Has “Kind” Become a Four-Letter-Word?

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By Tanya Tiger

Sometimes I worry that I come on too strong.

At times I’ve been accused of being “too nice.” When I meet new people I jump right in and take a genuine interest in them and their lives (not in a creepy stalker type of way, more like a new puppy with kids kind of way—always excited to see my new friends).

People have told me, after knowing me for a while, that in the beginning of our friendship they thought I was “faking it.” They explained that they had gotten so used to people “having an angle,” that when I was nice to them, and expressed genuine interest in them, they thought I was “too good to be true.” I was taken aback by this at first, and I wondered how often people took my kindness for ego or general deceptiveness.

How many times did someone think, “She’s way too nice/interested/kind/etc. She must be looking for something!”

I am also worried that I came across as self-righteous—being kind simply to seem better than everyone else or more enlightened. On the other end of the spectrum, I was bombarded with others’ concerns that I was naïve and would be easily taken advantage of if I kept up this “niceness.”

All of these thoughts had my head spinning until I finally said, “Hold up, wait a minute! Since when did ‘kind’ become a four-letter-word?”

I mean, I was raised to be nice and all, to treat my neighbor as myself, but by no means do I think that makes me fake, naïve, or fragile in anyway. How is it that our society has come to see nice people as fake or being kind as being weak? I can’t speak for anyone else, but I would take a smile from a stranger over a sneer any day of the week.

What gives? Do we see more sincerity in the sneer than in the smile?

Now believe me, I am by no means super-sticky-sweet. I smile at strangers, offer a helping hand when someone needs it, support all kinds of causes, and go out of my way to cheer for the underdog. However, I also have my fair share of sass, spunk and downright bitchiness.

I am human after all. I have multitudes within me.

I think that a vast majority of my concern stems from the thought that children are growing up seeing words like care, kind, nice and hope as four-letter-words.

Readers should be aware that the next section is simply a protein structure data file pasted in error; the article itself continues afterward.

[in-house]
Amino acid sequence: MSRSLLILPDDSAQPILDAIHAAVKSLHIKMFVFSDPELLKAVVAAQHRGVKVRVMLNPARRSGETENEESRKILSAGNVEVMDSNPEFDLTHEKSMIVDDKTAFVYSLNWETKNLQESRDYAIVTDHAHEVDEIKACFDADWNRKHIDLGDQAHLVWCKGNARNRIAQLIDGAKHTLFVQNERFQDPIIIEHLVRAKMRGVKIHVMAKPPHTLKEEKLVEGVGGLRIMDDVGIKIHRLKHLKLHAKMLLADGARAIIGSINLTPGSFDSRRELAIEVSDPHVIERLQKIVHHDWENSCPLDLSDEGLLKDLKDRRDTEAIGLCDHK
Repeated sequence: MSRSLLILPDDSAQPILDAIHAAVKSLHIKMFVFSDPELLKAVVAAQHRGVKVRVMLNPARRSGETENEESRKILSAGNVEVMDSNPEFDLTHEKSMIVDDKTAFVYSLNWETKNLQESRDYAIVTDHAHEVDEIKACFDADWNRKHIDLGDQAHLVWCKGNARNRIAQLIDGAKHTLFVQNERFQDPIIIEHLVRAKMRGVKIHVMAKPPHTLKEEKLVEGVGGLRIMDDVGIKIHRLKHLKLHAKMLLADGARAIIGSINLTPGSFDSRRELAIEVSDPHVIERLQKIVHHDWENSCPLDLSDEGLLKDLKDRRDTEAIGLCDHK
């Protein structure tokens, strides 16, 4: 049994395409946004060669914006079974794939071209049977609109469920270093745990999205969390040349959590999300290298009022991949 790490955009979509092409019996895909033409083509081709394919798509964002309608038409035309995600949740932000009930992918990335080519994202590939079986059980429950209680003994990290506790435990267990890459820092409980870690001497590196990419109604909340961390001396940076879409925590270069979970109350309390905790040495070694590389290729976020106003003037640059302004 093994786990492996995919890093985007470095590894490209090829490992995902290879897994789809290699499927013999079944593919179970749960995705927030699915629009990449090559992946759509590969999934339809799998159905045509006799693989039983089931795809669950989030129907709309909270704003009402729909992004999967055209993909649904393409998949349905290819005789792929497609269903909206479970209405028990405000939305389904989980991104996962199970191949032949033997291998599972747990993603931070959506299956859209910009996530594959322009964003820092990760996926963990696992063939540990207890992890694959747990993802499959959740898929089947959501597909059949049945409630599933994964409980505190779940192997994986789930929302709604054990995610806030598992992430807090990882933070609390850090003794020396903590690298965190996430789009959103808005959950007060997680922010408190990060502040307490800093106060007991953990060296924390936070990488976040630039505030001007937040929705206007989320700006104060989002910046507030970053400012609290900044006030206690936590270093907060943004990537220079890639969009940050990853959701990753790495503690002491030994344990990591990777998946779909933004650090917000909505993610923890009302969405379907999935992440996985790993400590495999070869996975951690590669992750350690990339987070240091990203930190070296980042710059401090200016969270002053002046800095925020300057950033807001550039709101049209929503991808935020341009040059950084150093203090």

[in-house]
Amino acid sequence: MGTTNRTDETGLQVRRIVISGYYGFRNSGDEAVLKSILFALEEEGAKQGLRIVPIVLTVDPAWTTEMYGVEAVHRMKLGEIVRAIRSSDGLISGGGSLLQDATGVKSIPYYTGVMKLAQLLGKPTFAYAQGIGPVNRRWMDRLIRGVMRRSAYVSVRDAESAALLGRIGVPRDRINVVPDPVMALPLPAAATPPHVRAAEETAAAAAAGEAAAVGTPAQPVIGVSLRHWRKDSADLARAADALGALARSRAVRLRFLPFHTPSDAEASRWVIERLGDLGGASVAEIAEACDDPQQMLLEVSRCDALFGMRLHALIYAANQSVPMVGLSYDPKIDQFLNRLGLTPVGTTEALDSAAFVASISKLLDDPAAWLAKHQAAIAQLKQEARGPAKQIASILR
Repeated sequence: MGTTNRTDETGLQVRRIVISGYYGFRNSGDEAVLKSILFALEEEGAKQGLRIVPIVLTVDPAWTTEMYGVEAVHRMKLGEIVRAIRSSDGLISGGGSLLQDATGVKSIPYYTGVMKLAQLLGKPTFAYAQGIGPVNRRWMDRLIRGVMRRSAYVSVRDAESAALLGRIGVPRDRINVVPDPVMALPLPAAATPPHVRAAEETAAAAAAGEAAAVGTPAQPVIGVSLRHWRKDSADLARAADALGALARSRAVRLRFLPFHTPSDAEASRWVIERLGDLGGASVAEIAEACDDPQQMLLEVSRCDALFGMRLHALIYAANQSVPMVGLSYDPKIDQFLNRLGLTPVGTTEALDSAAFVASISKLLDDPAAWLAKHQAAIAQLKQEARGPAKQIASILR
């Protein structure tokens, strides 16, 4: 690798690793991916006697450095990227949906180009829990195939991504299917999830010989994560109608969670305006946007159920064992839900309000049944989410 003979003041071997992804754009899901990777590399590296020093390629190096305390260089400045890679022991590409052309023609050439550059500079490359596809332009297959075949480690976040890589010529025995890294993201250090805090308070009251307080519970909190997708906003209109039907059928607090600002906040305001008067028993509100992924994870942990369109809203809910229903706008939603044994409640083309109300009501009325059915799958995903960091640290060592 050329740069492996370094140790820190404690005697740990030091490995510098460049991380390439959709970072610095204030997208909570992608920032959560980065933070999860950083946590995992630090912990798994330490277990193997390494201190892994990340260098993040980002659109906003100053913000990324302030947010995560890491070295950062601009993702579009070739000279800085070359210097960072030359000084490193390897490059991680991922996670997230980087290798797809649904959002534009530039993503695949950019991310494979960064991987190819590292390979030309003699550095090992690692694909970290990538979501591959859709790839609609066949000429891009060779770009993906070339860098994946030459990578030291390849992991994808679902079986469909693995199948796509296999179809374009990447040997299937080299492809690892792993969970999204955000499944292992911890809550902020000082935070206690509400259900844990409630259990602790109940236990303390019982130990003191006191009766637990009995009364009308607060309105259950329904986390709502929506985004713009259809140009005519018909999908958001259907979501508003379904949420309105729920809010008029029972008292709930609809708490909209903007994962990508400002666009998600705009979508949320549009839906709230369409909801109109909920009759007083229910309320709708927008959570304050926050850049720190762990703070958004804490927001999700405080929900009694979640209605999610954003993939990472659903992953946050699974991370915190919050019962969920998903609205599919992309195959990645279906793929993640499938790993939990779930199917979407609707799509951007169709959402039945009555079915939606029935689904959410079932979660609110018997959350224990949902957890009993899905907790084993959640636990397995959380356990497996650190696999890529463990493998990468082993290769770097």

They see competition—often cut-throat—all around them from sports to popular reality TV shows. They see scheming and plotting, back-stabbing and gossiping, defamation of character and blatant lying as ways to “get to the top.” They see hope as a lie and choose cynicism instead. They want to play it safe and protect themselves from getting hurt, but at what expense?

How is that being accepting of one another’s differences, of helping one another through hard times, of putting other’s needs above our wants, has become a bad thing?

Maybe I am naïve, but I will take naivety over being hateful, hurtful and unkind every single time. I’d rather live in a world where a smile is genuine, people mean well and have kind hearts, and no one is really “out to get me,” even if it’s a world of my own creating.

To be kind does not equal being weak.

To care does not make us gullible.

To be nice does not mean we have to be doormats.

All of these traits are what build the foundation for an incredibly strong human being with a reinforced soul. These are the traits that sustain us.

Above all, hope is what keeps us going when we have nothing left.

 

 

Photo: (source)

Editor: Alicia Wozniak

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Tanya Tiger

Tanya Tiger, LCSW is a creative and fiery soul who dreams of a world where everyone is free to be their authentic selves. She has been writing, drawing, sculpting and otherwise flexing her creative muscles since she was a young child, often at the exasperation of her teachers but always with encouragement from her parents. Tanya recently found herself going through a major shift in the very foundation of her being. This shift happened when her youngest daughter, Kristin, died unexpectedly at the age of 16-months. Forced to face her greatest fear, Tanya chose to turn away from the shadows of anger and hatred that loomed and instead turned toward the light of love in her daughter’s honor. Tanya is married to her best friend and fellow artist.Together she and her husband are parents to an insanely funny little girl, who keeps their imaginations running at full force and effect with her larger than life personality.It is Tanya’s heartfelt hope to inspire people through her writing and to show that strength can be found in vulnerability, that a person can survive the worst kind of pain, and that there is always a choice when we are faced with tragedy.

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By | 2016-10-14T07:52:23+00:00 March 11th, 2015|blog, Buddhism, Featured, Interfaith, Wellness|0 Comments

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